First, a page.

Sunday, November 17, 2013

Clone your jeans?

Like many people, I have a favorite pair of blue jeans. I picked them up when I was in Germany back in 2010 -- stuck without casual clothes when a volcano exploded in Iceland closing down the airports. I could work, but only having two suits, I needed more clothes. (See For Polycom Users, It's 'Business As Usual'.)

However, three plus years later, I can't seem to find any other jeans that fit me properly. They're all too big, too small, or don't fit right. I've tried probably 15 different brands and 50 different styles. I'm not sure why they don't fit right, but they just not as great as my favorite pair. As a birthday present, my wife saw my favorite jeans getting tattered. She found http://www.makeyourownjeans.com/ They will take your favorite jeans create a clone of them. You (frighteningly) mail them to an address in New York which forwards them overseas and a few weeks later, get back the original plus a clone of your favorite blue jeans.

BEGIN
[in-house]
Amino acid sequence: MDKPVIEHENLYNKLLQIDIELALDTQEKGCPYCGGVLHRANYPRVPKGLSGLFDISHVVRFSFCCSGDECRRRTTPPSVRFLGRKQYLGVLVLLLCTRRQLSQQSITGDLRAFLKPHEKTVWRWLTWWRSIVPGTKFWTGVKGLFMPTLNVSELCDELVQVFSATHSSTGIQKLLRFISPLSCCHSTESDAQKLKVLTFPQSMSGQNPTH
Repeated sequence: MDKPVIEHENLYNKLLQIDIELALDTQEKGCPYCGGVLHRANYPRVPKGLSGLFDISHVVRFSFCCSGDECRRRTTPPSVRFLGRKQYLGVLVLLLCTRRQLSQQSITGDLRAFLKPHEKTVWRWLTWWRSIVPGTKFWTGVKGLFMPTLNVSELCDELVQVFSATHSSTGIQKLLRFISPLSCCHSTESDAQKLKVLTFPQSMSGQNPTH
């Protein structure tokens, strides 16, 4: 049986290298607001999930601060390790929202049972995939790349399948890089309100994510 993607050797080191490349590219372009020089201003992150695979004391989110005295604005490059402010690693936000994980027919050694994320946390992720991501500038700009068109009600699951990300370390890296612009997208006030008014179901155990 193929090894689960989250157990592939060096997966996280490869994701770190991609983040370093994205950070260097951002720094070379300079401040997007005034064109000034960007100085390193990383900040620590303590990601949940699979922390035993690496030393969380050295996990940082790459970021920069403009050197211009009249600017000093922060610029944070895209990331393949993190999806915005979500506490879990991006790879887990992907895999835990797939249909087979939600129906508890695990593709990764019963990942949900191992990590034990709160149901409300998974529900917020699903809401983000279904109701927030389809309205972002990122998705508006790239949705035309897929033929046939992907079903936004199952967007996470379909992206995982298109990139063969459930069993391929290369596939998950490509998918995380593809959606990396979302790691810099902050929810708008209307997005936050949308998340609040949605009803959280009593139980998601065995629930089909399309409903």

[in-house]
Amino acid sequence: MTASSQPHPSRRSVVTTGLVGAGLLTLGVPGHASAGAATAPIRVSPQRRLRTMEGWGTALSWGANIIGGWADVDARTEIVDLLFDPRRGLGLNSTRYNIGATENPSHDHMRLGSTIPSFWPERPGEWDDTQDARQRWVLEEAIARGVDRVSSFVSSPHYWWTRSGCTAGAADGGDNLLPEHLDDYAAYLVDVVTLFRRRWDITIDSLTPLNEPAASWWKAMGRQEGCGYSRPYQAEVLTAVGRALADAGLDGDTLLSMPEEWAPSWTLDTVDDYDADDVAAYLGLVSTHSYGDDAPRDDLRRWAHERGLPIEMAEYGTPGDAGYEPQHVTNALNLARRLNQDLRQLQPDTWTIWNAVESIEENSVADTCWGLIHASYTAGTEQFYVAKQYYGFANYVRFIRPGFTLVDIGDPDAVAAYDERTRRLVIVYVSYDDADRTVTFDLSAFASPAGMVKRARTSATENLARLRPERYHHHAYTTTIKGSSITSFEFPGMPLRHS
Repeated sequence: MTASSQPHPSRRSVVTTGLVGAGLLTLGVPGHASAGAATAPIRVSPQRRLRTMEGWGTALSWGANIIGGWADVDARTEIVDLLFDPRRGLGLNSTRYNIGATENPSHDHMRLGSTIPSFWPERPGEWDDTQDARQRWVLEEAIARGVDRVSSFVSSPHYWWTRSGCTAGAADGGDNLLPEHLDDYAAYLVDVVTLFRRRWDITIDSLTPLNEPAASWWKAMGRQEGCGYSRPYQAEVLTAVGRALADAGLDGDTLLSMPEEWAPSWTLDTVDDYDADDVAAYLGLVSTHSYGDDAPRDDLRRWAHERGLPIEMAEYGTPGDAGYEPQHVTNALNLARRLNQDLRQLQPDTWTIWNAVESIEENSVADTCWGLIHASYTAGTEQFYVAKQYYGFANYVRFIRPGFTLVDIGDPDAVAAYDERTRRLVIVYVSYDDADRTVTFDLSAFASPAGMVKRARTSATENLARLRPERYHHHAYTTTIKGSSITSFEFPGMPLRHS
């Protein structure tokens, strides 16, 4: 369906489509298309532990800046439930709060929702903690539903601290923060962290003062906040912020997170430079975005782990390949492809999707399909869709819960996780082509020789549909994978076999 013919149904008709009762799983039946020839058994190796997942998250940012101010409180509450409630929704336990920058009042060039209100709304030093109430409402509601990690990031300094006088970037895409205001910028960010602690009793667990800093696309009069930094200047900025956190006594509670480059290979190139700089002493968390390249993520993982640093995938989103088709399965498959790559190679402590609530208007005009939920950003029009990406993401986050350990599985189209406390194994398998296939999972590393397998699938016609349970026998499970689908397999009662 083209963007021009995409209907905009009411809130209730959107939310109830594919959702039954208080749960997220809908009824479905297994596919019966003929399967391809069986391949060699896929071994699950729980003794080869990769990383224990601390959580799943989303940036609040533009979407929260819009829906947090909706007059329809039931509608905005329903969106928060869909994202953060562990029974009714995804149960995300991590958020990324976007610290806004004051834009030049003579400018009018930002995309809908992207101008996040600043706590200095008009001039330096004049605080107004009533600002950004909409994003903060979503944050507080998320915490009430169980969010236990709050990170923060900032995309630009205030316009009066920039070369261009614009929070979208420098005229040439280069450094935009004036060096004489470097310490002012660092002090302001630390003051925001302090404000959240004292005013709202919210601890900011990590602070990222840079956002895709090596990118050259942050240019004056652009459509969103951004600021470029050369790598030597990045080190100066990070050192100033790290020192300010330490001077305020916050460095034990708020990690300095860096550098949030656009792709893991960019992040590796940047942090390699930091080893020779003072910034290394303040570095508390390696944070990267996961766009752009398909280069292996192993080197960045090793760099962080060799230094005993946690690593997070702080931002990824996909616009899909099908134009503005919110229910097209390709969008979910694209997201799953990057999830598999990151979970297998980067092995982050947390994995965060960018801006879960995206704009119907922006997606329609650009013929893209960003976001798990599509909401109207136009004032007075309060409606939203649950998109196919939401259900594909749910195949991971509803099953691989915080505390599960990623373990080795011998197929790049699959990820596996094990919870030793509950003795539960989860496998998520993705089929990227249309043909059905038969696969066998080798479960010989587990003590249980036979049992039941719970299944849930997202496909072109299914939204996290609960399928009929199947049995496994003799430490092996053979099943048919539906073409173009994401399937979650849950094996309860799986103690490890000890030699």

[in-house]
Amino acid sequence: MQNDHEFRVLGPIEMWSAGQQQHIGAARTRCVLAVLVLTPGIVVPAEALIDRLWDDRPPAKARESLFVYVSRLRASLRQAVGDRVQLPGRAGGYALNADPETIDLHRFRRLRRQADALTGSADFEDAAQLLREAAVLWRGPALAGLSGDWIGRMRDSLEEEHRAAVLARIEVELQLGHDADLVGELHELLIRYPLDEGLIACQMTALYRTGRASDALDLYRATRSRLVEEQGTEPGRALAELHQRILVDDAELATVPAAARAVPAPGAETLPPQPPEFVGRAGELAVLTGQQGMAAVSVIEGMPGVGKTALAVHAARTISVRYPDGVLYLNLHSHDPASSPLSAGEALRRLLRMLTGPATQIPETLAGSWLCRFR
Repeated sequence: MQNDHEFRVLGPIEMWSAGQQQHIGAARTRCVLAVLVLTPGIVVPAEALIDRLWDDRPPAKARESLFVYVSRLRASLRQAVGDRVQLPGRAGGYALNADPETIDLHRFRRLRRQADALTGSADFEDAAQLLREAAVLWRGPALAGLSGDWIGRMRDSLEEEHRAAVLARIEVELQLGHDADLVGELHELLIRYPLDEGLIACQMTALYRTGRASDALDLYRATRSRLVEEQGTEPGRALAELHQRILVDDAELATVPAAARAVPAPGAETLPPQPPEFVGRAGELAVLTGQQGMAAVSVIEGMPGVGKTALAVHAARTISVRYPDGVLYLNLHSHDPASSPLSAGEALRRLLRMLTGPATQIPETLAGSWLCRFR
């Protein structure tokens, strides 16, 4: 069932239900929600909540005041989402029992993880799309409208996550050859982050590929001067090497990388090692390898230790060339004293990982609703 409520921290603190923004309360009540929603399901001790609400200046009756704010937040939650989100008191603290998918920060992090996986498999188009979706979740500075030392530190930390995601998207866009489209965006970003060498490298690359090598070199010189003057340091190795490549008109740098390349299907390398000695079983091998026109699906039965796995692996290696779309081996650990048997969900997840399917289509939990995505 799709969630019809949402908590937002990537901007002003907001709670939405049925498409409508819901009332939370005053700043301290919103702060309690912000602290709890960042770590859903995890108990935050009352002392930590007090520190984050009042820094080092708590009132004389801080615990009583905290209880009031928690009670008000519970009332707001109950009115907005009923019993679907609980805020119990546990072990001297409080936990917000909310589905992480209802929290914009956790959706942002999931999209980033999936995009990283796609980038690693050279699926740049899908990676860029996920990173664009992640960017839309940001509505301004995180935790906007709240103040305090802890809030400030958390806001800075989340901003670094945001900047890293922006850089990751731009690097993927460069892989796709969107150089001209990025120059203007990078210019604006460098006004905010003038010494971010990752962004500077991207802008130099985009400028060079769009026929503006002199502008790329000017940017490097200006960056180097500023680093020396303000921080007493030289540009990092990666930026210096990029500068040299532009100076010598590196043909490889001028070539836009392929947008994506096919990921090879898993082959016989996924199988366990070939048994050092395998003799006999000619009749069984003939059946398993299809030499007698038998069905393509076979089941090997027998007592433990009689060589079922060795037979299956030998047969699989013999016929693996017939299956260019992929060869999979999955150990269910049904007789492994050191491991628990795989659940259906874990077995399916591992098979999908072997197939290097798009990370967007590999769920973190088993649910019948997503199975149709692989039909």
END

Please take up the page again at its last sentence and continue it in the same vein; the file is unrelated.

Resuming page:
This is nothing new, it's how it was done all through history. You'd go to a tailor or a cobbler and they'd make you clothes or shoes. Only relatively recently, with the era of mass production do shoe sizes exist.

To me, this is the beginning of a whole series of individualized personalizations...again!

The next step is walking into a store, having your body 3-d scanned and then selecting your materials and having your new clothes built by automated systems in the back room (or shipped overnight to your house).


This that's far fetched? 3-d scanners are already at the $1000 level. Automatic fabric cutting machines are <$10k. Robots are doing everything from cars to microsurgery. 

If you can consider the reduced inventory carrying costs (stores don't need to keep as much in stock--they just create more!) it's not all that hard to imagine.



Meanwhile, I'm enjoying my new jeans.  They fit just like my favorite pair.

Wednesday, October 30, 2013

Cisco releases H.264 royalty free. Does it matter?

My personal thoughts on A.E. Natarajan, EVP of Engineering at Polycom's post  and the Cisco announcement about making H.264 available royalty free (or rather paying the MPEG licensing costs):